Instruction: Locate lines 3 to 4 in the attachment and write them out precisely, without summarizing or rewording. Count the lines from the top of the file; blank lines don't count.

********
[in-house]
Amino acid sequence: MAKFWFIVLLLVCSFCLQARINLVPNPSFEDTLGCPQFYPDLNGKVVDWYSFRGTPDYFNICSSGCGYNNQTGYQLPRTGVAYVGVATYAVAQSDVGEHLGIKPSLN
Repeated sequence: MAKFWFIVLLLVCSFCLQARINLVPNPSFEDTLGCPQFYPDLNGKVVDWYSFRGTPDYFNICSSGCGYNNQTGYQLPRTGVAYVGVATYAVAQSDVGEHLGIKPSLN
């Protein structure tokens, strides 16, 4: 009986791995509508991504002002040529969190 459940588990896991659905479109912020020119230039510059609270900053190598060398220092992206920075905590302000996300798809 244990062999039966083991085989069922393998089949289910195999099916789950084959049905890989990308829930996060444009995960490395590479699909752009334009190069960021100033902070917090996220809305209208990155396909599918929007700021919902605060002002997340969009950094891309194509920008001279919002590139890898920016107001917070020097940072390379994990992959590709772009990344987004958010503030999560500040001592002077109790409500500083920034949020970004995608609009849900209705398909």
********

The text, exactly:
Repeated sequence: MAKFWFIVLLLVCSFCLQARINLVPNPSFEDTLGCPQFYPDLNGKVVDWYSFRGTPDYFNICSSGCGYNNQTGYQLPRTGVAYVGVATYAVAQSDVGEHLGIKPSLN
């Protein structure tokens, strides 16, 4: 009986791995509508991504002002040529969190 459940588990896991659905479109912020020119230039510059609270900053190598060398220092992206920075905590302000996300798809 244990062999039966083991085989069922393998089949289910195999099916789950084959049905890989990308829930996060444009995960490395590479699909752009334009190069960021100033902070917090996220809305209208990155396909599918929007700021919902605060002002997340969009950094891309194509920008001279919002590139890898920016107001917070020097940072390379994990992959590709772009990344987004958010503030999560500040001592002077109790409500500083920034949020970004995608609009849900209705398909």